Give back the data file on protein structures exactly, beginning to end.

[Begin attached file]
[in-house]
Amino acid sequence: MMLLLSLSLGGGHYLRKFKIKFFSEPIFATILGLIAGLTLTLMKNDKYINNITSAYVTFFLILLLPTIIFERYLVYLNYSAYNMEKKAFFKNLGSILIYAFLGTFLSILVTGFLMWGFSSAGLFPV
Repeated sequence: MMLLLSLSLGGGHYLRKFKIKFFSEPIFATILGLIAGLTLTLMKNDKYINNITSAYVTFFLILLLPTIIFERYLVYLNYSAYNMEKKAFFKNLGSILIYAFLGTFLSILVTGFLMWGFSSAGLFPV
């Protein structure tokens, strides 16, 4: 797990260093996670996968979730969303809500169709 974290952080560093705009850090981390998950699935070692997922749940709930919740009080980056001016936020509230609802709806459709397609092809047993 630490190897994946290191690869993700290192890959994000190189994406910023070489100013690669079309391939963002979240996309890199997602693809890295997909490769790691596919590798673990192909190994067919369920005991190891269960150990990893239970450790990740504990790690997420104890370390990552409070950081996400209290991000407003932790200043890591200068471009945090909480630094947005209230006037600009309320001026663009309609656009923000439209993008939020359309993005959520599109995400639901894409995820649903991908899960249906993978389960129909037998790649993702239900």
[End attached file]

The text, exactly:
[in-house]
Amino acid sequence: MMLLLSLSLGGGHYLRKFKIKFFSEPIFATILGLIAGLTLTLMKNDKYINNITSAYVTFFLILLLPTIIFERYLVYLNYSAYNMEKKAFFKNLGSILIYAFLGTFLSILVTGFLMWGFSSAGLFPV
Repeated sequence: MMLLLSLSLGGGHYLRKFKIKFFSEPIFATILGLIAGLTLTLMKNDKYINNITSAYVTFFLILLLPTIIFERYLVYLNYSAYNMEKKAFFKNLGSILIYAFLGTFLSILVTGFLMWGFSSAGLFPV
């Protein structure tokens, strides 16, 4: 797990260093996670996968979730969303809500169709 974290952080560093705009850090981390998950699935070692997922749940709930919740009080980056001016936020509230609802709806459709397609092809047993 630490190897994946290191690869993700290192890959994000190189994406910023070489100013690669079309391939963002979240996309890199997602693809890295997909490769790691596919590798673990192909190994067919369920005991190891269960150990990893239970450790990740504990790690997420104890370390990552409070950081996400209290991000407003932790200043890591200068471009945090909480630094947005209230006037600009309320001026663009309609656009923000439209993008939020359309993005959520599109995400639901894409995820649903991908899960249906993978389960129909037998790649993702239900």